Inkscape is a large application with lots of advanced tools and features. As a new user, you have a lot to learn, and you’re probably going to make some mistakes along the way. In this video I’ll be going over some of the more common mistakes new users make so you can avoid making them yourself.
The following is a transcribed version of the video posted at the top of the page, which was originally created for YouTube. I would recommend watching the video if possible because it offers more visual aid.
1. Using Path Operations On Objects That Aren’t Paths
One of the most common mistakes I see new users making is trying to perform path operations on objects that aren’t paths.
In short, path operations allow you take multiple objects and turn them into new objects based on how they interact with each other. You can unify them, subtract them from each other, use the intersecting area to create a new object, and more.
However, this only works on individual objects that are paths. So if you’re trying to unify groups of objects, for example, it’s not going to work. You’ll have to ungroup the objects first. Same for text objects and rasterized images. These objects are not paths, therefore the path operations will have no affect on them.
2. Not Respecting The Edit Paths By Nodes Tool
Another mistake you might make if you’re new to Inkscape and don’t know any better is neglecting to respect the power of the Edit Paths By Nodes tool.
The Nodes tool allows you to transform all of the individual coordinate points of a vector object, but it also has the power to freeze up the software and make it crash if you try to select objects with too many nodes.
This is more of a problem with Inkscape than it is with the user, so I can’t really blame someone for walking into this problem, but it is something you need to be aware of regardless.
When working with the Nodes tool, always be careful not to select objects that are really complex and may have lots of nodes. If possible, try to break your objects apart into separate objects first.
3. Scaling Strokes with Objects
Another mistake you might make as a new user to Inkscape is forgetting to delegate whether or not you want the strokes on your objects to scale with the object.
Every vector object has two properties: a fill color and a stroke that acts as an outline around your object, and the stroke has its own size independent of the size of the object. If you scale your object down, you may notice that the thickness of the stroke scales down with it.
If you’d like to maintain the thickness of the stroke regardless of how you scale your object though, you can find the setting for that in the tool settings menu for the Select Tool. Just look for the icon that says “when scaling objects, scale the stroke width by the same proportion” when you hover your cursor over it.
If you’d like your strokes to scale alongside your objects, leave it enabled. If you’d like to maintain a fixed size for your strokes regardless of scaling, simply turn it off.
4. Leaving Snapping Enabled
Next up on our list of common mistakes you might make as a new Inkscape user is forgetting to disable snapping when you’re working.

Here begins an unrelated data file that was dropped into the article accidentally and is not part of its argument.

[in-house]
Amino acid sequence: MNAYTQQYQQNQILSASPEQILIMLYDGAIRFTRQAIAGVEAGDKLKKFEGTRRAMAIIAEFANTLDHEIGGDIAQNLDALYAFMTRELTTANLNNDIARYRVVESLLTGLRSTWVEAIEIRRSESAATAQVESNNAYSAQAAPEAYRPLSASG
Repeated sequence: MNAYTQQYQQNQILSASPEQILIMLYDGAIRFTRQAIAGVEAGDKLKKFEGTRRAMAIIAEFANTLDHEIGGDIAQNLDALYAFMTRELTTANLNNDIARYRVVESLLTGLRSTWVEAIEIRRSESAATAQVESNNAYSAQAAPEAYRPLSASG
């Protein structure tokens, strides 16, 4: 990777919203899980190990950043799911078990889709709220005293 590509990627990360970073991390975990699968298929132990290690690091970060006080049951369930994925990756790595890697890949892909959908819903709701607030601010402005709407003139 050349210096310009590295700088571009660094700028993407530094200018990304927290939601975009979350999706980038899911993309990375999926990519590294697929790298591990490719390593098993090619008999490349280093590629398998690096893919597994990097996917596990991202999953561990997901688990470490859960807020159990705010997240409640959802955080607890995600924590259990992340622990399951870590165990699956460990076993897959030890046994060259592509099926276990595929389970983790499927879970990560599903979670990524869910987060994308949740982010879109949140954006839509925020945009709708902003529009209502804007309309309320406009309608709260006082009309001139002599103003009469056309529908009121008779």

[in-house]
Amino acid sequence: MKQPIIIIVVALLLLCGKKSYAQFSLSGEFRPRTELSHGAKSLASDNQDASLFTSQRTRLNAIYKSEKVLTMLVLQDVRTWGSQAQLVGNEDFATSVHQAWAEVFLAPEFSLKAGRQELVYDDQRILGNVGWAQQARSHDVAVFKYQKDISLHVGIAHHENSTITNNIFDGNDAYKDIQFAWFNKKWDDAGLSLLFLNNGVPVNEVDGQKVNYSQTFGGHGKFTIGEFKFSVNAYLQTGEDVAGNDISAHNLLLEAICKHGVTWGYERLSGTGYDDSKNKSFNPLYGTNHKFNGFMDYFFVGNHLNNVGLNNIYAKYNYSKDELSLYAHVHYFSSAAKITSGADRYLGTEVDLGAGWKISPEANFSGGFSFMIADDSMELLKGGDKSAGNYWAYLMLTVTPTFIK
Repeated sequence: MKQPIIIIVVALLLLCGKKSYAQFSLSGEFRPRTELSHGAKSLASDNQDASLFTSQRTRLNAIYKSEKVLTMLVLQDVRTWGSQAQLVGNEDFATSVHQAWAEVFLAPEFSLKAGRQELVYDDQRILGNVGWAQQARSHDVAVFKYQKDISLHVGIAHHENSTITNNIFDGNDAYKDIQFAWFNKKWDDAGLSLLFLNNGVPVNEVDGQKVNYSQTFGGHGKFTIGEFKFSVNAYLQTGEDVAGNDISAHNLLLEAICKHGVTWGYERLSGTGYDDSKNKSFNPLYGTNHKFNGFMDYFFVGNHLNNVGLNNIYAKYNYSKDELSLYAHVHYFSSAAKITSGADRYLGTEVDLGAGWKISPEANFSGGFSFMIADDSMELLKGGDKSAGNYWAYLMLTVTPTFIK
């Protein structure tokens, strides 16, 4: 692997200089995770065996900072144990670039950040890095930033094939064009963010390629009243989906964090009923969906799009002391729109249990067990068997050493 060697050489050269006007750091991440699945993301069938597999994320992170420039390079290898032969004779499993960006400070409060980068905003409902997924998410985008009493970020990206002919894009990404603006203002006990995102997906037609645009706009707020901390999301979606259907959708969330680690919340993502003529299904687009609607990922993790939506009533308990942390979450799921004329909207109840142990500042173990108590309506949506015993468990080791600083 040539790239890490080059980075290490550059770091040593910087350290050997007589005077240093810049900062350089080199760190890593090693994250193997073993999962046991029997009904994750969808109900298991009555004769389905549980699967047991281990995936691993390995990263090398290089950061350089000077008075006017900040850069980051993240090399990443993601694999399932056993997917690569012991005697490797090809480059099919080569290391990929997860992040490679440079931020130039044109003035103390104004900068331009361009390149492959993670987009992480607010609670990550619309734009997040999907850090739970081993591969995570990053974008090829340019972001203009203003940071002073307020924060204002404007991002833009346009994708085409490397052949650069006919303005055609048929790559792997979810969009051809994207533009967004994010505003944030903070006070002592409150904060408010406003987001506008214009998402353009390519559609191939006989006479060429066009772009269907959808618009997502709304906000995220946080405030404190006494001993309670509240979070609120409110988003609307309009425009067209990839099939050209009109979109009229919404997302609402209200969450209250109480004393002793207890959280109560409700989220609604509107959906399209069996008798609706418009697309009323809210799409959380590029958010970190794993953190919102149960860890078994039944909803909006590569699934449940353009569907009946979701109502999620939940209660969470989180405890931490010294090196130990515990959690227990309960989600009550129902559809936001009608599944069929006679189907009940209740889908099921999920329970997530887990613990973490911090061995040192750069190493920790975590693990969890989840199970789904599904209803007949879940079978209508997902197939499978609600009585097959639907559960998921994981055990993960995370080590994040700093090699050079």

Snapping is a really useful feature that allows you to draw with precision. For example, let’s say you have two boxes and you want to place them flush against each other. Doing this freehand would prove difficult because it would be nearly impossible for you to know exactly where the edges are. With snapping enabled though, your objects will snap together directly against each other once they’re in close proximity.
As useful as this may be, there will be some instances when you’re trying to create something but the snaps keep getting in the way and drawing your cursor away from where you want it to be. To disable snapping, just click the “Enable Snapping” icon at the top-left of your screen, or what I like to do is just press Shift + 5 on the keyboard as a shortcut.
5. Not Defining The Export Area
The final common mistake new Inkscape users make has to do with exporting PNG images.
Exporting allows you to generate usable copies of your designs in the .png format. This is useful for exporting your logo for use on a website, generating app icons, graphics for a game, and so on.
One aspect of the export menu that many users overlook though is the Export Area section. This is what allows you to dictate what gets exported.
The Page option will export everything inside of your page border. The Drawing option will export everything inside and outside of your page border. The Selection option will only export an object you have selected. And the Custom option allows you to manually define coordinate points on the canvas that you’d like exported.
Where a lot of users run into trouble is when they think they’re exporting one thing, but they’re really exporting something else because the proper Export Area setting hasn’t been selected. This is why it’s important to always pay close attention to the settings in the Export menu.
And that should do it for today’s post. Hopefully these pointers will make your learning experience a little better. If you have any questions or need clarification on anything I’ve gone over in this video, just leave a comment below. As always, thanks for visiting!
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